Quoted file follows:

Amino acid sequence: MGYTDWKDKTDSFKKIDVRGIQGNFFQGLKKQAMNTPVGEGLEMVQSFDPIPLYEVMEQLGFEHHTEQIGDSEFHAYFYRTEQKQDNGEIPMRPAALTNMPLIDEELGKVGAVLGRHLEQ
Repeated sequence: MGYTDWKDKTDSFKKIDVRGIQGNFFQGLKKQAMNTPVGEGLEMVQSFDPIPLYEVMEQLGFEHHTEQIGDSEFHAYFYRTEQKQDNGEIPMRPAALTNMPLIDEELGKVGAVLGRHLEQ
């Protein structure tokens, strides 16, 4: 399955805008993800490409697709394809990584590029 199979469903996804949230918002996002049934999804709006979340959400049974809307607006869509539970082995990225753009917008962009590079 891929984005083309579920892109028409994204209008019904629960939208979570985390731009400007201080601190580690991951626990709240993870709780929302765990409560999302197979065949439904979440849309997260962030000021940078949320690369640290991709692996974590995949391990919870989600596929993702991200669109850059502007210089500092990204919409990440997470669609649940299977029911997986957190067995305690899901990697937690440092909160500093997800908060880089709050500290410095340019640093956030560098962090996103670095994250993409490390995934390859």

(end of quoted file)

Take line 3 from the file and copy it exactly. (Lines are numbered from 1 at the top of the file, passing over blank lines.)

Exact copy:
């Protein structure tokens, strides 16, 4: 399955805008993800490409697709394809990584590029 199979469903996804949230918002996002049934999804709006979340959400049974809307607006869509539970082995990225753009917008962009590079 891929984005083309579920892109028409994204209008019904629960939208979570985390731009400007201080601190580690991951626990709240993870709780929302765990409560999302197979065949439904979440849309997260962030000021940078949320690369640290991709692996974590995949391990919870989600596929993702991200669109850059502007210089500092990204919409990440997470669609649940299977029911997986957190067995305690899901990697937690440092909160500093997800908060880089709050500290410095340019640093956030560098962090996103670095994250993409490390995934390859």